Job News

New Year New Job - PCGamesN's Joel Gregory shares his top tips for breaking into the games media

New Year New Job - PCGamesN's Joel Gregory shares his top tips for breaking into the games media

PCGamesN editorial director Joel Gregory shares what he looks for when hiring new journalists to the site

What skills do you look for in candidates?
The main things are aptitude and enthusiasm, although they're more traits than skills. Online journalism is so multifaceted these days that we're unlikely to get applicants for jobs who've done that exact role before, but there are a bunch of things that people can transfer from their previous work if they're sufficiently adaptable. Obviously, we're concerned with how well someone can write, their attention to detail, and their expertise on relevant subject matter, although that can often be learnt fairly quickly.

That's why enthusiasm is important. I want someone who is keen to learn the things they need to know to do their job well, and who's ambitious to continually develop themselves. We try to cultivate an atmosphere where everyone can contribute ideas that will make the company or our websites more successful, and ideally, I want people who are going to evolve their roles beyond how they're initially conceived.

What do you look for in a CV?
I want to see evidence of that enthusiasm. Certain industries, ours included, are very competitive when it comes to landing full-time jobs, so excluding someone from consideration because they've never been on staff at a comparable organisation is unwise. But that said, if you want a job writing about games, or editing video, or whatever it might be, then there's no reason you shouldn't already be doing that in your own time. Paid or not, the barriers to entry are so low these days you can't really say, for example, that writing is your passion if you've never even published a blog post.

What's your top tip for those looking to go into this career?
Meet people. If you want to be a writer, you need to be able to write well. Likewise, if you want to be an editor, a manager, or whatever - those core competencies clearly matter a great deal. But building relationships along the way is always going to be important, whatever the specifics of what you want to do.

It's not a case of people giving jobs to their mates, or anything like that. The more people you know, the more people you can learn from, the more opportunities will make themselves known to you, and the more chance you'll have of impressing on people what you're about and what you're good at. Ultimately it's these things that are going to help you build a career, as opposed to just finding a job.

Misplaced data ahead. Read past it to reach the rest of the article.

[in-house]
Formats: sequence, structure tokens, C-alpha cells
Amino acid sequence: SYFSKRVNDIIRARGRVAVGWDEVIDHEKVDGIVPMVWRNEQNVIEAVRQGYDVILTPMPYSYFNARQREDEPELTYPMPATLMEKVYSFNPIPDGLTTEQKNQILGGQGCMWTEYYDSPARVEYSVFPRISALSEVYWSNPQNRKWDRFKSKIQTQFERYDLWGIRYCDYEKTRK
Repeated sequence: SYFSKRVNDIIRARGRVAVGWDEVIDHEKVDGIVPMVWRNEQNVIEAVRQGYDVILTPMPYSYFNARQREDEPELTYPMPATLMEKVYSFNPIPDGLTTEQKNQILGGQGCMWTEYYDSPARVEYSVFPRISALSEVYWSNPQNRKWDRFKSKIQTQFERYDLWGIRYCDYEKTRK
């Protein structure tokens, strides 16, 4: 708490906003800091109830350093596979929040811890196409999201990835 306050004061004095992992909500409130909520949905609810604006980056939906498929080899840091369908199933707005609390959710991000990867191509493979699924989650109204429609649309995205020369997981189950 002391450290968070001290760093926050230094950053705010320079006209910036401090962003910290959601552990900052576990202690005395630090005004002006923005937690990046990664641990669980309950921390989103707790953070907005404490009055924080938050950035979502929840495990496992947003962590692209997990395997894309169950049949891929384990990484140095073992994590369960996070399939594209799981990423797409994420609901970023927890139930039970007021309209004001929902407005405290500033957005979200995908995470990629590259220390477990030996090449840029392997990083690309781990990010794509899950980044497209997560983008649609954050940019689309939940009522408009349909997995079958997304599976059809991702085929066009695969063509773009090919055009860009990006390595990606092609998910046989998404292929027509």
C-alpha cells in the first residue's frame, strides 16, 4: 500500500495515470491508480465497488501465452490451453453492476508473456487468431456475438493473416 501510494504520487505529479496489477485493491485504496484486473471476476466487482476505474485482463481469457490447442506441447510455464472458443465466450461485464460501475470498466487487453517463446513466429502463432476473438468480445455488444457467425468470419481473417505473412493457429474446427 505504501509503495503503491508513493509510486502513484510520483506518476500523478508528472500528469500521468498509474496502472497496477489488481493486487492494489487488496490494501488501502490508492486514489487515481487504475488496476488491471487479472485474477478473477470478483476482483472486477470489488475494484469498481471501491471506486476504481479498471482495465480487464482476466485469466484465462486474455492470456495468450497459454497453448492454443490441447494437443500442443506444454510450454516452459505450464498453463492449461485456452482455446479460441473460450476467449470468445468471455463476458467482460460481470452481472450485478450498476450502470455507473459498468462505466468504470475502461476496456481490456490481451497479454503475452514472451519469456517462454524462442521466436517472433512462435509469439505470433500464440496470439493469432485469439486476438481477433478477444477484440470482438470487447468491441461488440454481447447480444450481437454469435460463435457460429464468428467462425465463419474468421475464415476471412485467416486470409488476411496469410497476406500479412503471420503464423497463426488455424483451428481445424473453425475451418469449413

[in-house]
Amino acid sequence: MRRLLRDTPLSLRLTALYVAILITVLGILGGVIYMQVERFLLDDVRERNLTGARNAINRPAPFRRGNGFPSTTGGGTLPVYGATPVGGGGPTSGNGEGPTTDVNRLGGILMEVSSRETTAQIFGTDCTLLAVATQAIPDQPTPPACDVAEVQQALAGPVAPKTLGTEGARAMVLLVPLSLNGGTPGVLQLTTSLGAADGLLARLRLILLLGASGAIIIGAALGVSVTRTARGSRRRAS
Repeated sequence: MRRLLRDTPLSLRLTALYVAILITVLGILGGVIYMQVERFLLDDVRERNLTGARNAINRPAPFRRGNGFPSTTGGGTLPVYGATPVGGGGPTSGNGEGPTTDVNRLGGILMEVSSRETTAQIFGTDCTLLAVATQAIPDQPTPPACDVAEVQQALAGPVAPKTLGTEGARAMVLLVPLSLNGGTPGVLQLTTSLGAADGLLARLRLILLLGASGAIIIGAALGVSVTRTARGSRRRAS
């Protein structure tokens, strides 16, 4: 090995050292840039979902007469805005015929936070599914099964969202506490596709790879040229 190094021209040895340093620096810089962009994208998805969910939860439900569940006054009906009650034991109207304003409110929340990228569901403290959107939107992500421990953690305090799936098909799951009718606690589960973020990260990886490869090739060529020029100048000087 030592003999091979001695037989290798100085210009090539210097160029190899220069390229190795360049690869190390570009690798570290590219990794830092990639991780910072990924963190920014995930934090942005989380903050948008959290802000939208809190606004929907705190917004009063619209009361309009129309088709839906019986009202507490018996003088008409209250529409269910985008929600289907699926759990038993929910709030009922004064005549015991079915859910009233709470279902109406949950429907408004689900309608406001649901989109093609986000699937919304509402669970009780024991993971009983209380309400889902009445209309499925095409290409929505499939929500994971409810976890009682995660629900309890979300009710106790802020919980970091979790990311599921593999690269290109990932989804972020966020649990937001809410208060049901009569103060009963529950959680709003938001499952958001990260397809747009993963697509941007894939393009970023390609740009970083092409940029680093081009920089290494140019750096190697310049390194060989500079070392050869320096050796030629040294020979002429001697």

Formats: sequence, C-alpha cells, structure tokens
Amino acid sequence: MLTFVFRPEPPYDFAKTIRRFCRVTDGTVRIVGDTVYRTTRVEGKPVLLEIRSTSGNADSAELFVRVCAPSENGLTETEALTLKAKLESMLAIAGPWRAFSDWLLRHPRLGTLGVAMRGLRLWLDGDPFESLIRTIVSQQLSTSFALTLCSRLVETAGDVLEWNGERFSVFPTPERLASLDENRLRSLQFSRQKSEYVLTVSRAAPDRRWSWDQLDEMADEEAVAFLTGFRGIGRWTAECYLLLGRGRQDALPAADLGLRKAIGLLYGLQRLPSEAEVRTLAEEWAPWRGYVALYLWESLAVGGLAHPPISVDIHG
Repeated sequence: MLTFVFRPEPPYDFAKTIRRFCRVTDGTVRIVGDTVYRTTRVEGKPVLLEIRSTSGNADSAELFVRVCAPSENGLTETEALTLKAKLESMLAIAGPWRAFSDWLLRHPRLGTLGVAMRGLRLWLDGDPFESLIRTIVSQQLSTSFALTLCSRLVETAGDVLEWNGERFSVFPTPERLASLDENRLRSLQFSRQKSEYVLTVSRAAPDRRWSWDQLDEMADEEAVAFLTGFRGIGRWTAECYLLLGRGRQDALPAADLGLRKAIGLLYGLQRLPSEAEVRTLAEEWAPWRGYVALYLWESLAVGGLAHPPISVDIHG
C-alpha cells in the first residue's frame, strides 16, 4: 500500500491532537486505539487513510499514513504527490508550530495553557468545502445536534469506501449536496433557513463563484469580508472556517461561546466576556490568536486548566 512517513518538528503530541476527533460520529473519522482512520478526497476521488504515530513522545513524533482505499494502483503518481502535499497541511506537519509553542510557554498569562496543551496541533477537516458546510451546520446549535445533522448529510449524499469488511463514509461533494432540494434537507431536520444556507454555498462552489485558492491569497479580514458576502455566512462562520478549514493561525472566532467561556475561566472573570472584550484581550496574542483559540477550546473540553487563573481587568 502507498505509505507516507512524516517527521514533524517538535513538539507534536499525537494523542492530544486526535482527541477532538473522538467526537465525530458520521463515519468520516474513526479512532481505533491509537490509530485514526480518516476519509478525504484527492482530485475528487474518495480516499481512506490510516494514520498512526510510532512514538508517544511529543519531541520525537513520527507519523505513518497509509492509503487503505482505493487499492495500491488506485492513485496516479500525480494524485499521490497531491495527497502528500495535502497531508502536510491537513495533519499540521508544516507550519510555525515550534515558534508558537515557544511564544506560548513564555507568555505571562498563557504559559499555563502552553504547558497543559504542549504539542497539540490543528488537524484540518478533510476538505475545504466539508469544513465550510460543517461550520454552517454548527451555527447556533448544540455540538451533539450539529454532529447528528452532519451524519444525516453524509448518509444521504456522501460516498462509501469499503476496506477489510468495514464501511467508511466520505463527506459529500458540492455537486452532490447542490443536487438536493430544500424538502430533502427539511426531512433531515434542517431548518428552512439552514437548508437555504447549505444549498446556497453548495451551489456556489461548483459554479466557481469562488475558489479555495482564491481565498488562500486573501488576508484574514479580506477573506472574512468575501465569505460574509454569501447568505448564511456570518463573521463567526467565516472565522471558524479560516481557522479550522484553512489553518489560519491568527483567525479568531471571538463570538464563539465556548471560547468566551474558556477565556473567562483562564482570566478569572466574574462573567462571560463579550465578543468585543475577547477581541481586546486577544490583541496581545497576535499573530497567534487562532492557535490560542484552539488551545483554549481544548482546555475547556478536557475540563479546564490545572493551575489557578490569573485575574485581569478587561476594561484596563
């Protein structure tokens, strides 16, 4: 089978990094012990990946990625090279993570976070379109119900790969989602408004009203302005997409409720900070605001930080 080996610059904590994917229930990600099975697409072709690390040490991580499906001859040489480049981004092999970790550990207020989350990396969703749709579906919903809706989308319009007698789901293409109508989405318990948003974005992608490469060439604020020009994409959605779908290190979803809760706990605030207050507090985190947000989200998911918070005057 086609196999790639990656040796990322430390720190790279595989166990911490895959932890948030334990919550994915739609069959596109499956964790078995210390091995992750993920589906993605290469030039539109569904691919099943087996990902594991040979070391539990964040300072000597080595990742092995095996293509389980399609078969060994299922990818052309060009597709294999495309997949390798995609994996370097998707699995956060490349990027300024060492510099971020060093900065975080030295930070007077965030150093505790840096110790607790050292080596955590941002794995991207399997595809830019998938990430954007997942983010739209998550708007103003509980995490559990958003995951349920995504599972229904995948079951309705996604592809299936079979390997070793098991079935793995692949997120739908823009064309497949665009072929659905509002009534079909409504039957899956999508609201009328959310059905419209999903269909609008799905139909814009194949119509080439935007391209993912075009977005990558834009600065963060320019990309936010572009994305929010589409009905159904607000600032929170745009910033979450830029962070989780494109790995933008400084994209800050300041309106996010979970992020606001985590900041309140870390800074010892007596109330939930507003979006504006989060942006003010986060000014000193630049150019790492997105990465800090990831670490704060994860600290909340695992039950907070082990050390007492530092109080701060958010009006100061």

Could you tell me about your best and worst job interviews?
My own list of horror stories is mercifully short, but one thing that continues to amaze me is people showing up late for interviews. If you can't be bothered to give yourself enough time to get where you need to be, or actually find out where that is sufficiently far in advance, then it doesn't say anything good about either your passion for the job or your organisational skills.

What was your own job interview like?
They were more 'conversations in Starbucks' than interviews, but I joined Network N in 2015 off the back of a number of meetings with the company owners. I came on board as editor of PCGamesN, so we discussed where the site was at the time, the vision for growing it, that kind of thing.

How do you see the skillset required by journalists changing in the near future?
The importance of good writing - and the ability to find and deliver on a story - isn't going to change. But what's starting to become a more important part of the job is how you surface your writing - how you find an audience for your story. There is so much competition out there, and ever-more writers and outlets competing for an audience that's not expanding anywhere near as rapidly. So you have to be much more cognisant of who's going to read what you write, and how they're going to find it. I'm not talking about clickbait, or even SEO, but asking yourself: 'Are there people who'll care about this?', or, to come at it from the other end, what does the audience, who you are writing for, want to know, and how can you best serve them.

As a journalist you have, or should have, access that the average reader doesn't, so you need to think about how you leverage that to create stories that will resonate.

This piece is part of our New Year New Job coverage for the start of 2018. If you want to get in touch to share your insight, email [email protected].

PCGamesInsider Contributing Editor

Alex Calvin is a freelance journalist who writes about the business of games. He started out at UK trade paper MCV in 2013 and left as deputy editor over three years later. In June 2017, he joined Steel Media as the editor for new site In October 2019 he left this full-time position at the company but still contributes to the site on a daily basis. He has also written for, VGC, Games London, The Observer/Guardian and Esquire UK.